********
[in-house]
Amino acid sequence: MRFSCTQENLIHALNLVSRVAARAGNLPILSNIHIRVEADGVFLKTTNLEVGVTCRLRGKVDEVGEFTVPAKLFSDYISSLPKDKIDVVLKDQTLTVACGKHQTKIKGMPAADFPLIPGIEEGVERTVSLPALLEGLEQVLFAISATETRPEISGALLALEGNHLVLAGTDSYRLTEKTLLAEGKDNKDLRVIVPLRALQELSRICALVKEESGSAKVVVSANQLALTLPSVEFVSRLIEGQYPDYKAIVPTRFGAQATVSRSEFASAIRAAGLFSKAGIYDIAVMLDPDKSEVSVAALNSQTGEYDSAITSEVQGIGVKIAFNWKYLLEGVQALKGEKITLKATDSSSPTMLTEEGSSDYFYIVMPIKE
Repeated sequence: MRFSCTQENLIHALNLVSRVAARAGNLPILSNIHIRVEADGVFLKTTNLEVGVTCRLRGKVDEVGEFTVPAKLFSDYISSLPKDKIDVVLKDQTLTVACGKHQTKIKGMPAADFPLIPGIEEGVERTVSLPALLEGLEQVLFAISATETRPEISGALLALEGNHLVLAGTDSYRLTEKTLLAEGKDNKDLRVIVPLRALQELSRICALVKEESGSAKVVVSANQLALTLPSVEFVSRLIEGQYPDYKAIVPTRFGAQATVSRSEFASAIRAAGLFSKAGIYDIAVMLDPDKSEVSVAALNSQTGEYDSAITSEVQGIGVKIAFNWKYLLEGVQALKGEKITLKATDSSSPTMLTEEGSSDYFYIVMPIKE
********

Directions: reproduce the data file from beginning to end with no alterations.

[in-house]
Amino acid sequence: MRFSCTQENLIHALNLVSRVAARAGNLPILSNIHIRVEADGVFLKTTNLEVGVTCRLRGKVDEVGEFTVPAKLFSDYISSLPKDKIDVVLKDQTLTVACGKHQTKIKGMPAADFPLIPGIEEGVERTVSLPALLEGLEQVLFAISATETRPEISGALLALEGNHLVLAGTDSYRLTEKTLLAEGKDNKDLRVIVPLRALQELSRICALVKEESGSAKVVVSANQLALTLPSVEFVSRLIEGQYPDYKAIVPTRFGAQATVSRSEFASAIRAAGLFSKAGIYDIAVMLDPDKSEVSVAALNSQTGEYDSAITSEVQGIGVKIAFNWKYLLEGVQALKGEKITLKATDSSSPTMLTEEGSSDYFYIVMPIKE
Repeated sequence: MRFSCTQENLIHALNLVSRVAARAGNLPILSNIHIRVEADGVFLKTTNLEVGVTCRLRGKVDEVGEFTVPAKLFSDYISSLPKDKIDVVLKDQTLTVACGKHQTKIKGMPAADFPLIPGIEEGVERTVSLPALLEGLEQVLFAISATETRPEISGALLALEGNHLVLAGTDSYRLTEKTLLAEGKDNKDLRVIVPLRALQELSRICALVKEESGSAKVVVSANQLALTLPSVEFVSRLIEGQYPDYKAIVPTRFGAQATVSRSEFASAIRAAGLFSKAGIYDIAVMLDPDKSEVSVAALNSQTGEYDSAITSEVQGIGVKIAFNWKYLLEGVQALKGEKITLKATDSSSPTMLTEEGSSDYFYIVMPIKE